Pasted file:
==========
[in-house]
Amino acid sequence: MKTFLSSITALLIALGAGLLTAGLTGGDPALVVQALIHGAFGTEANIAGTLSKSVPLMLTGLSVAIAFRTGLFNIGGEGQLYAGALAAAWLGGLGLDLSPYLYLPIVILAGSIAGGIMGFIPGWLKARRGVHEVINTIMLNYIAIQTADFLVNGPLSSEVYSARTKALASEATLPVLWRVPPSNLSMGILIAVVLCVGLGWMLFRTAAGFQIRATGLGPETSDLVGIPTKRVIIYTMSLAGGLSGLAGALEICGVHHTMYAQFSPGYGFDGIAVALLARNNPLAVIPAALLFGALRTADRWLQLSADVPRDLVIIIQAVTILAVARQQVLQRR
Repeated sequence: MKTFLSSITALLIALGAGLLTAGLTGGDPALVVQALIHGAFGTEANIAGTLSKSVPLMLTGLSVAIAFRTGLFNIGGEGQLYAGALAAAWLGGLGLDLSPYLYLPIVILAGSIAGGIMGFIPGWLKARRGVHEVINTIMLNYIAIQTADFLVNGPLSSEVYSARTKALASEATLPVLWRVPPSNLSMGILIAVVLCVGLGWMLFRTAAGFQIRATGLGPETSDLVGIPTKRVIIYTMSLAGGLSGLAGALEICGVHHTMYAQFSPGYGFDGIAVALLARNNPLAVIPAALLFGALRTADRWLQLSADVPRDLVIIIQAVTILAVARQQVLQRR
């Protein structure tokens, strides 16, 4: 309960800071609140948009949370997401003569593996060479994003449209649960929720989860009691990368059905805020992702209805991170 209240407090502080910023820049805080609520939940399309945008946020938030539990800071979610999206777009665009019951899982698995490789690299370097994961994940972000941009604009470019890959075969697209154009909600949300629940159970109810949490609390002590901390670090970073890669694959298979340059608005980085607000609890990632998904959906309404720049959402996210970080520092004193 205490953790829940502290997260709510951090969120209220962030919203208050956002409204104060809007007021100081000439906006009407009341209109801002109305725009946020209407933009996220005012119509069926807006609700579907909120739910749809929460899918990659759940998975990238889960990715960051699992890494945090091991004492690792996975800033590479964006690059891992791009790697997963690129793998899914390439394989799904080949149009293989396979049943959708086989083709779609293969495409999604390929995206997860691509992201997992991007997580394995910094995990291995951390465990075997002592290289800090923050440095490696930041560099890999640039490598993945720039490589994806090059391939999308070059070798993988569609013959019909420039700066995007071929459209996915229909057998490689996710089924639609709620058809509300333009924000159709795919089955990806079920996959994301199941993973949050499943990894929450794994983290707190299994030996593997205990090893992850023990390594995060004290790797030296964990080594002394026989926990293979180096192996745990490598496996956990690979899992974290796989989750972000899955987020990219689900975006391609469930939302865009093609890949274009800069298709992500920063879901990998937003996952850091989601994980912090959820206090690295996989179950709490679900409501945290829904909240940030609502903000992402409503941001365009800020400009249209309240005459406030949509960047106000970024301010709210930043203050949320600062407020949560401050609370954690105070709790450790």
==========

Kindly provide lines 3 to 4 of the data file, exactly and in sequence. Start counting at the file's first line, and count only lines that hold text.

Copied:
Repeated sequence: MKTFLSSITALLIALGAGLLTAGLTGGDPALVVQALIHGAFGTEANIAGTLSKSVPLMLTGLSVAIAFRTGLFNIGGEGQLYAGALAAAWLGGLGLDLSPYLYLPIVILAGSIAGGIMGFIPGWLKARRGVHEVINTIMLNYIAIQTADFLVNGPLSSEVYSARTKALASEATLPVLWRVPPSNLSMGILIAVVLCVGLGWMLFRTAAGFQIRATGLGPETSDLVGIPTKRVIIYTMSLAGGLSGLAGALEICGVHHTMYAQFSPGYGFDGIAVALLARNNPLAVIPAALLFGALRTADRWLQLSADVPRDLVIIIQAVTILAVARQQVLQRR
């Protein structure tokens, strides 16, 4: 309960800071609140948009949370997401003569593996060479994003449209649960929720989860009691990368059905805020992702209805991170 209240407090502080910023820049805080609520939940399309945008946020938030539990800071979610999206777009665009019951899982698995490789690299370097994961994940972000941009604009470019890959075969697209154009909600949300629940159970109810949490609390002590901390670090970073890669694959298979340059608005980085607000609890990632998904959906309404720049959402996210970080520092004193 205490953790829940502290997260709510951090969120209220962030919203208050956002409204104060809007007021100081000439906006009407009341209109801002109305725009946020209407933009996220005012119509069926807006609700579907909120739910749809929460899918990659759940998975990238889960990715960051699992890494945090091991004492690792996975800033590479964006690059891992791009790697997963690129793998899914390439394989799904080949149009293989396979049943959708086989083709779609293969495409999604390929995206997860691509992201997992991007997580394995910094995990291995951390465990075997002592290289800090923050440095490696930041560099890999640039490598993945720039490589994806090059391939999308070059070798993988569609013959019909420039700066995007071929459209996915229909057998490689996710089924639609709620058809509300333009924000159709795919089955990806079920996959994301199941993973949050499943990894929450794994983290707190299994030996593997205990090893992850023990390594995060004290790797030296964990080594002394026989926990293979180096192996745990490598496996956990690979899992974290796989989750972000899955987020990219689900975006391609469930939302865009093609890949274009800069298709992500920063879901990998937003996952850091989601994980912090959820206090690295996989179950709490679900409501945290829904909240940030609502903000992402409503941001365009800020400009249209309240005459406030949509960047106000970024301010709210930043203050949320600062407020949560401050609370954690105070709790450790």